WAP. The W302i comes preinstalled with Openwave 7.2.7 browser that doesnít improve upon the latest version of NetFront in any way. Notwithstanding, it comes packed with some welcome features, including the ability to save passwords. On the other hand, it canít offer desktop-like page view or AJAX support. All in all, the W302iís browser isnít the most powerful app weíve seen to date.

File manager. The phone has a basic file manager, with its help files can be sorted by various folders, custom directories can be created in phoneís memory, files can be moved there as well. With a proper cable the phone can become a perfect storage device, there are no problems with throwing your own files on it, even if they cannot be opened by the phone. Traditionally, files can be sorted by date, type or size.

Radio. The W302ihas memory capable of storing up to 20 FM radio stations and the auto-tuning ability, as well as RDS feature onboard. But unlike other Sony Ericsson branded phones, RDS is thin on options here. The radio quality in the W302i isnít much different from that offered up by A100/A200 applications.

Walkman 2.0 Music Player

The W302iís music player comes in orange, but you can always change its color scheme to blue. While at the standby screen, you can fire up the player application by hitting the Walkman button; pressing it again will minimize it.

The handset locates all files and folders on the memory card, and then gets the necessary data from ID3-tags. Supported audio formats - MP3, AAC, AAC+, E-AAC+, WAV, WMA and m4a. There are no limitations on bit rates; you can also upload files with VBR. The company recommends using files with 192 Kbit/s bit rate.

In the music library, all saved tracks are classified by the following parameters:

  • Artists Ė the application displays general list of artists in alphabetical order, you can carry out a fast search here;
  • Albums Ė sorts by albumsí titles, search function is available as well;
  • Tracks Ėgeneral list of all tracks, sorting is conducted by tracksí titles or ID3 tags;
  • Genre Ė sorting, which uses various music styles, like Hip Hop, Jazz, Blues as criteria;
  • My playlists Ė these are playlists, made up by user, that can be created both on the device and on PC, while viewing contents of the flash memory in USB Mass Storage mode; the handset also locates them when updating the library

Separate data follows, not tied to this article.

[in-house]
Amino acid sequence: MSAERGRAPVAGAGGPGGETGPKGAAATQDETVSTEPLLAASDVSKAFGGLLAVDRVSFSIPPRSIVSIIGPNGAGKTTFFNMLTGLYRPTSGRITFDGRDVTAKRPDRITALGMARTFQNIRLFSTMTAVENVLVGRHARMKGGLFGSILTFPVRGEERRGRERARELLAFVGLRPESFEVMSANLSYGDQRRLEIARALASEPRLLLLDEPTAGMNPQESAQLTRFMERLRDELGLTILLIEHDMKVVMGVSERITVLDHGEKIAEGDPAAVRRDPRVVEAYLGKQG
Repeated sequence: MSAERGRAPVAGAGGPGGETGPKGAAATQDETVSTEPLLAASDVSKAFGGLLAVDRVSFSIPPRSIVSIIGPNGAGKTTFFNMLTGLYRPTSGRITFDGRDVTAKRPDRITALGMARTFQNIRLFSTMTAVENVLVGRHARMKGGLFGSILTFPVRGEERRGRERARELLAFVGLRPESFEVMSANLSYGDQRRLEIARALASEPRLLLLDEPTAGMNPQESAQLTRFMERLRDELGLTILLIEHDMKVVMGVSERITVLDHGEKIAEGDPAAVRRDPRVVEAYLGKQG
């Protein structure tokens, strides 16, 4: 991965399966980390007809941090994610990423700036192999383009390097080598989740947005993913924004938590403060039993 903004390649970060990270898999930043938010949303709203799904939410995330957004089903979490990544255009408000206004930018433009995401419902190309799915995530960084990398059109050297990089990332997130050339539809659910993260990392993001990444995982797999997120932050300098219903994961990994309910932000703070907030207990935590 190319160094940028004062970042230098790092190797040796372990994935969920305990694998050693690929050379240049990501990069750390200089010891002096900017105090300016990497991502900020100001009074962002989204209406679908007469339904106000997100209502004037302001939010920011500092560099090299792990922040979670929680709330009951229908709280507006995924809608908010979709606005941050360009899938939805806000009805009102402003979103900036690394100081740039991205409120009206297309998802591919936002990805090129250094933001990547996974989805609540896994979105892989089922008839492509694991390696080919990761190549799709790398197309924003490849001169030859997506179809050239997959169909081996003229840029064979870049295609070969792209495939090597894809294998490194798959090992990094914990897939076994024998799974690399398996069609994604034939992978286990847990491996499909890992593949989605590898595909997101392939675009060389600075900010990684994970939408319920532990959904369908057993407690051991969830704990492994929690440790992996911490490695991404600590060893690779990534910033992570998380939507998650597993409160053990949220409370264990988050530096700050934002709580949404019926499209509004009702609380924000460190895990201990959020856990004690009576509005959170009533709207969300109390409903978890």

Jumping between various horizontally arranged tabs allows viewing not only album art, but also artists list and tracks. All navigation in the W302iís music player can be done with a few taps, and in every list you can search by first letters. When playing back a song, you can select whether an album cover will be displayed or the Visualization feature will kick in. You can also enable Loop and Random modes for one or all tracks. And on top of all that the W302i enjoys progressive fast forward. Also there is so-called demo playback Ė this way, the phone will play only first few seconds of each song. The quality of the earphones coming included with the W302i is pretty average Ė they arenít even close to the previous editions of the HPM-70, let alone the HPM-77.

Settings. The number of available options has significantly decreased as compared to any A100-powered handsets Ė there are some themes in the W302i, but nothing special about them and you canít upload new ones; sound themes arenít customizable either, and on top of that, the Settings menu is the only place you can switch your current sound profile from. Apart from that, there are no unified network settings, meaning that youíll have to setup data connections for the browser and email client separately.